As it currently stands, Texas law guarantee that “an alien has the same real and personal property rights as a citizen of the United States.” That may not be controversial — but a new bill is looking to add some big exceptions.
Senate Bill (SB) 147, introduced in November by state Sen. Lois Kolkhorst (R-Brenham), would bar any “person who is a citizen of China, Iran, North Korea, or Russia” from buying property in Texas. SB 147 would also block government and corporate entities in those states from buying or acquiring property in the state. Last month, Texas Governor Greg Abbott announcement He will sign the bill if it passes.
When he introduced SB 147, Kolkhorst quoted “Extremely troubling” examples of foreign companies buying property in Texas and elsewhere in the United States. But some aspects of the law itself are troubling, and its vague wording opens the door to questionable state action—against citizens who have nothing to do with the evils of their government.
There is Kolkhorst emphasis That “restrictions do not apply to citizens and lawful permanent residents of the United States.” Likewise, Abbott said The bill “does not affect all persons who are either citizens or intend to become citizens of the United States.” But the bill is in its current form makes There is no such guarantee or express mention of applicability to dual nationals. According to Houston’s KHOU 11, Colkhorst’s office last month sent The station “issued a statement that said the bill would ultimately clarify that it does not apply to legal permanent residents. However, his staff acknowledged by phone, the bill, as it stands, makes no difference.”
“The bill applies to citizens of that country regardless of their status in the United States,” said David J. Beer, associate director of immigration studies at the Cato Institute. “However, relevantly, it appears that the authors intended it to be an exception to the equal rights provision applicable to aliens.” Even if they did clarify that exception, Bear notes that “lawful permanent residents are still considered aliens by the federal government” and “there appears to be nothing in Texas law that defines the term alien as “those seeking to become citizens” or as legal exclusions. Either. Permanent resident.”
Those groups aside, Beer said the law would cover “every citizen of this country: primarily, illegal residents, student visa holders and skilled workers without permanent residency.” This will also apply to foreigners working as entertainers and athletes. “It’s interesting that one of the state’s most important athletes in the 2000s was Yao Ming,” he noted, “who will be banned from owning property under this law.”
Other Republican-led states have also begun scrutinizing foreign land purchases. In January, Florida Governor Ron DeSantis to reveal Interest in stopping Chinese purchases of farmland and houses in his state. There are reasonable policy arguments here, but the Texas bill lacks nuance. By isolating citizens and not just government-connected entities, it could very well harm foreign nationals fleeing governments that American politicians want to punish. This might include people like Joe Joe Wang, a Houston restaurateur interview By KHOU 11 who said he kept his Chinese citizenship “to visit family and avoid a reaction from the Communist government.”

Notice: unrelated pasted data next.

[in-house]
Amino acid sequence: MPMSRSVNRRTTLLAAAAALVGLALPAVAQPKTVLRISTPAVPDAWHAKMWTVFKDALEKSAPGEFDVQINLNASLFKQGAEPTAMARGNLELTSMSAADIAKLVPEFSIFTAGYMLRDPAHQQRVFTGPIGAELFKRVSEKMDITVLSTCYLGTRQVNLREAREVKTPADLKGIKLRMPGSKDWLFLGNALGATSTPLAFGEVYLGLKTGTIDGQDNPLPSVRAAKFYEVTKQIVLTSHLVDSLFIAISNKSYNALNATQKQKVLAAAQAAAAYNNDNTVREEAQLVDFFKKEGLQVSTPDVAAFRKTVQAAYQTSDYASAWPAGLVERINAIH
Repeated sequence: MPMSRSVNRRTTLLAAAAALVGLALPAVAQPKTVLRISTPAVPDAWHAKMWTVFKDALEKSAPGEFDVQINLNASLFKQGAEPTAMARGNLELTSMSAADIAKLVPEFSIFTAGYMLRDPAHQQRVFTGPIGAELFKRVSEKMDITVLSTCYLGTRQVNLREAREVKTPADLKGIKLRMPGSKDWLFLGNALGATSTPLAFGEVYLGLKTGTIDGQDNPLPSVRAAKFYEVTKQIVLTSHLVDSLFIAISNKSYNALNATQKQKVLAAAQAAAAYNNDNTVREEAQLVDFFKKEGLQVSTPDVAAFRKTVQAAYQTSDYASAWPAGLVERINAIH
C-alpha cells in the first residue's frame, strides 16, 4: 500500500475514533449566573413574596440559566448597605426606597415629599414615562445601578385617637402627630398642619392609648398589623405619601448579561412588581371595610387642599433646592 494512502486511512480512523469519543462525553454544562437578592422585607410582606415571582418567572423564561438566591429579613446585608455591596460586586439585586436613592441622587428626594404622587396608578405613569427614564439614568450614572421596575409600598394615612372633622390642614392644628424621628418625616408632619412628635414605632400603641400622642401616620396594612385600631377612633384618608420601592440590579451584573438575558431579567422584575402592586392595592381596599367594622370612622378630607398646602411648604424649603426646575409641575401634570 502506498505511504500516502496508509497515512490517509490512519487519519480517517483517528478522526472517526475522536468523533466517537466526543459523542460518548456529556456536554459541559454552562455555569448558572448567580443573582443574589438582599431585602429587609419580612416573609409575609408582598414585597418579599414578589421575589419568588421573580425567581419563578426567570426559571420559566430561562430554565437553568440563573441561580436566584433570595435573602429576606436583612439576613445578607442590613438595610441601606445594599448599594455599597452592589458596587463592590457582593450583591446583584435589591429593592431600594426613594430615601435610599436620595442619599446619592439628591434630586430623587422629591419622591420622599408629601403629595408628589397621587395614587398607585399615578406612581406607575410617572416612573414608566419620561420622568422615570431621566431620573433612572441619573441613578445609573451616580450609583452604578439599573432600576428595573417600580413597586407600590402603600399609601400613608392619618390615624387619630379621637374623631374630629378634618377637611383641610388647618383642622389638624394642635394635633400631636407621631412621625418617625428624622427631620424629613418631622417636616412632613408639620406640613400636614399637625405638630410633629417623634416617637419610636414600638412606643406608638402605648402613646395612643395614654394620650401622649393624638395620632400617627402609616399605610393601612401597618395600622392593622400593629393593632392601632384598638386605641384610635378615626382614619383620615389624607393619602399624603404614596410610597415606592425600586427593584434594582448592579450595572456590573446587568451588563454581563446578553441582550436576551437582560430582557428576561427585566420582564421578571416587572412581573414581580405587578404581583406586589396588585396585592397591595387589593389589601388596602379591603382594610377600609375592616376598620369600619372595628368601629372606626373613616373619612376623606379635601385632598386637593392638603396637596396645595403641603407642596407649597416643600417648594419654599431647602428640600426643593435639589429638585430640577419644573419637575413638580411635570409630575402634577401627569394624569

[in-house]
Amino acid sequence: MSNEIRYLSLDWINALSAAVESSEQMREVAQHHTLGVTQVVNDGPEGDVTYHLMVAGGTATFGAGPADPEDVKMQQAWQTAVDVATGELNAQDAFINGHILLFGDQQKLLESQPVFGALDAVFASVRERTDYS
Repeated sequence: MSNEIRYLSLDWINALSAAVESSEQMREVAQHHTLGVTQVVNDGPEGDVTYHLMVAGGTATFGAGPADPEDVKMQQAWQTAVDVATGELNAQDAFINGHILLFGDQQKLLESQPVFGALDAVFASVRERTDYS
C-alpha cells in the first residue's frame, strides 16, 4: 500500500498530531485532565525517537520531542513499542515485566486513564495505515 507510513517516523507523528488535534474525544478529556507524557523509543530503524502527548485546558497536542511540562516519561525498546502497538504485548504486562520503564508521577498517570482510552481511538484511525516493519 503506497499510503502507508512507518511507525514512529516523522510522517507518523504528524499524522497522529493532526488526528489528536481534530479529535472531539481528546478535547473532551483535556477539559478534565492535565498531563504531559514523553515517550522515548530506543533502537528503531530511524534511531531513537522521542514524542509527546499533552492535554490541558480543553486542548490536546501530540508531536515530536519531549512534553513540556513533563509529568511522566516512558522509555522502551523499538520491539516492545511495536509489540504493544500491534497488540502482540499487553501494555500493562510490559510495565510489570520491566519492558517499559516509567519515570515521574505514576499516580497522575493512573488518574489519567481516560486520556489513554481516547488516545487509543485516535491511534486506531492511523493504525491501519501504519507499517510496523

State Rep. Gene Wu (D-Houston), who opposed to SB 147, states that “there is no discretion as to what kind of land is being purchased or who is purchasing it.” Although a Press release Kolkhorst criticized foreign purchases of large tracts of land near military bases and in agricultural areas, saying his law did not distinguish between that property and residential property. “It targets individuals indiscriminately,” said A.
David Donati, staff attorney for the American Civil Liberties Union of Texas, called SB 147 “an unconstitutional attempt to undermine the rights of immigrants in the state.” The Constitution “guarantees equal protection and due process to citizens and non-citizens,” he said. “The discriminatory bill would prohibit members of our community from participating in the Texas economy, including dual citizens and lawful permanent residents, such as green card holders.”
If passed, this legislation could act as a serious deterrent for immigrants to settle in the United States. Stuart Anderson, as executive director of the National Foundation for American Policy, Note that A Forbes Last week’s column, “Individuals from affected countries may begin making decisions about where to work or study to avoid Texas,” and “Companies may be concerned if they are treated differently under Texas law based on where they were born.”
“Prohibiting long-term non-citizen residents from owning property would certainly discourage them from staying. [in] Texas,” Bear said. Ultimately, this will “damage property values in the state and discourage business investment.”